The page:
When initially instituting a LGBTQ+ healthcare curricula for OB-GYN residents or professionals, the Association of Professors of Gynecology and Obstetrics' (APGO) Undergraduate Medical Education Committee (UMEC) recommends that topics like patient education, screening standards, and common chronic diseases in the LGBTQ+ population are prioritized to ensure comprehensive and effective care for LGBTQ+ patients.[17]

In residencyEdit

APGO's UMCE poses that academic health centers are in an ideal position to drive the "curricular change that is needed to remove health disparities" for all patient populations in the LGBTQ+ community.[15]

Although not a requirement within the ACGME's standards for American OB-GYN residency programs curriculum, LGBTQ+ healthcare education is established in some OB-GYN residency programs throughout America. A web-based survey of approximately 100 Illinois OB-GYN residents a survey study found that 62% of their programs had spent 1-5 hours in the past year educating residents about lesbian and bisexual health, and 63% of the their programs had spent 1-5 hours in the past year educating residents about transgender health.[19]

APGO's UMEC identifies the third year of residency or "clerkship" as an ideal time to institute education if it hasn't already occurred, and ideally to reinforce competencies with LGBTQ+ patients through clinical experiences.[17]

Established OB-GYNsEdit

In addition to instituting new educational policies for current and future OB-GYN residents, many programs are also looking to educate OB-GYNs that are already certified.[14]

For example, the University of Michigan OB-GYN program utilizes what they name "Continuing Medical Education" to instruct their OB-GYN care providers on the nuances of caring for transgender patients. Daphna Strousma, MD, MPH, is responsible for instituting and developing UM's transgender healthcare curriculum—"Improving Care for Transgender & Non-Binary Individuals"—in coordination with Michigan Medicine and the Council on Resident Education in Obstetrics and Gynecology (CREOG). The curriculum is offered to UM's OB-GYNs through a series of video modules covering the following topics:[20]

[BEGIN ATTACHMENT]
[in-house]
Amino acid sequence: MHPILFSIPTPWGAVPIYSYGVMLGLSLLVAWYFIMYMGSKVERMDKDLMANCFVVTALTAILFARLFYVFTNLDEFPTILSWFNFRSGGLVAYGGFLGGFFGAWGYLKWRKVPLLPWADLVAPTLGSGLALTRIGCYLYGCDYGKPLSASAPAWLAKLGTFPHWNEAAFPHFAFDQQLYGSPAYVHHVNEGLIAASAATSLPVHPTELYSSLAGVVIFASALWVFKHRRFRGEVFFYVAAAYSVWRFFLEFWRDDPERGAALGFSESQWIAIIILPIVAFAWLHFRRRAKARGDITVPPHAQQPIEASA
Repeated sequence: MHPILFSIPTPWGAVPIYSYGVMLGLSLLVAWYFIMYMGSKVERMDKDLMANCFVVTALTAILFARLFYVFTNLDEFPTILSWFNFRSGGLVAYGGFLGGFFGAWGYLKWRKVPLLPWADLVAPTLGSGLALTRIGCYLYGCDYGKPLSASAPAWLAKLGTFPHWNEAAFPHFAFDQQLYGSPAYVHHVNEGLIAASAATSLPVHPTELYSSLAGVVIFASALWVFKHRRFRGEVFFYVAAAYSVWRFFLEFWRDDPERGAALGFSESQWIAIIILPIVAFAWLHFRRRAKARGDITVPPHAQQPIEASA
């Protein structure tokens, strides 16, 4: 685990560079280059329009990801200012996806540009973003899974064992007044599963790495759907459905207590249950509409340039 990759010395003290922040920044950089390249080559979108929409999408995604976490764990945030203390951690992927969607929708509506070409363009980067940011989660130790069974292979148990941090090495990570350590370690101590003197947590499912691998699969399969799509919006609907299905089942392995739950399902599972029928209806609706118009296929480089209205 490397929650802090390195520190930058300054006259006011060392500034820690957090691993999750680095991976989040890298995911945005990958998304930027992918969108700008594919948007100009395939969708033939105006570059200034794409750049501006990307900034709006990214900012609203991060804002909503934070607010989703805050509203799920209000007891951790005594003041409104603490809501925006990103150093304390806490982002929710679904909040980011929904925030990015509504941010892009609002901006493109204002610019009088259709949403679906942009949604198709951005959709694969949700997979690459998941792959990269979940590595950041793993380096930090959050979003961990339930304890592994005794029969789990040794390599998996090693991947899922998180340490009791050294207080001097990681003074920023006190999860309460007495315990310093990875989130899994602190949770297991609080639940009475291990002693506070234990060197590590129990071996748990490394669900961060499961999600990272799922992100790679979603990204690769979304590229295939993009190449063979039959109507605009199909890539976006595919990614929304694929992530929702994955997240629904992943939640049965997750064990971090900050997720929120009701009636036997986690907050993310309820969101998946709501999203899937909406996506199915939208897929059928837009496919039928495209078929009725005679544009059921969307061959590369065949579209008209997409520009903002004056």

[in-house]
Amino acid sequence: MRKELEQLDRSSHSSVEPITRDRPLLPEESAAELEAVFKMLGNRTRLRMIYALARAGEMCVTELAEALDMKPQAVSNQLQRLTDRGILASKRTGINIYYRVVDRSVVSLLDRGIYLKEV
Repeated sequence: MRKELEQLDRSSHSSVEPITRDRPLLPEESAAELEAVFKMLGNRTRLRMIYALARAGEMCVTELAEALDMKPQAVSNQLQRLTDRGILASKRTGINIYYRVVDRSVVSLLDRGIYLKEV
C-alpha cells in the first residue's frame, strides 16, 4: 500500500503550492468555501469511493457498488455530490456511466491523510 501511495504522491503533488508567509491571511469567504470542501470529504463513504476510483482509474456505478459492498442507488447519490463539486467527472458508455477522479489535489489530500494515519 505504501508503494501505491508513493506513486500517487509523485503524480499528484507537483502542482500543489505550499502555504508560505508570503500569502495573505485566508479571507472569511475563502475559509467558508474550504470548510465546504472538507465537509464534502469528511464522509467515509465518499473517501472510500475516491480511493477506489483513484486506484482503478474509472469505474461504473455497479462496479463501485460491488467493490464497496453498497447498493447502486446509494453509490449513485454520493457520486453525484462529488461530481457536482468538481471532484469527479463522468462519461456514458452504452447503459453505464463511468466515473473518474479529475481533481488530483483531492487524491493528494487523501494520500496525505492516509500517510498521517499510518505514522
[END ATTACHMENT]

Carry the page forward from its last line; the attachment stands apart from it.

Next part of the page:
1. Gender Identity and Care of Transgender and Gender Non-Conforming Patients
  2. Preventative Care for Transgender and Gender Non-Conforming Patients
  3. Gender Affirming Treatment & Transition Related Care
  4. Addressing Common Gynecologic Issues Among Transgender Patients
  5. Health Records, Billing, Insurance, and Legal Documents in Transgender Medicine

Challenges to instituting inclusive careEdit

Although the ACOG has called upon OB-GYN care providers to provide gender-affirming and inclusive care for all individuals, that doesn't mean there hasn't been resistance, particularly because there is no formal legislation mandating the inclusion of LGBTQ+ healthcare in OB-GYN curricula.

Many OB-GYN providers do not currently feel comfortable offering care to LGBTQ+ patients, either because of their personal beliefs or due to a lack of education on LGBTQ+ healthcare. One study of approximately 100 Illinois OB-GYN residents found that 50% of residents felt unprepared to care for lesbian or bisexual patients, and 76% of residents felt unprepared to offer care to transgender patients. The two main areas the residents identified as preventing the implementation of LGBTQ+ healthcare training were curricular crowding, 85%, and lack of experienced faculty, 91%. However, 92% of residents wanted to receive more education on how to offer care to LGBTQ+ patients.[19]

See alsoEdit

ReferencesEdit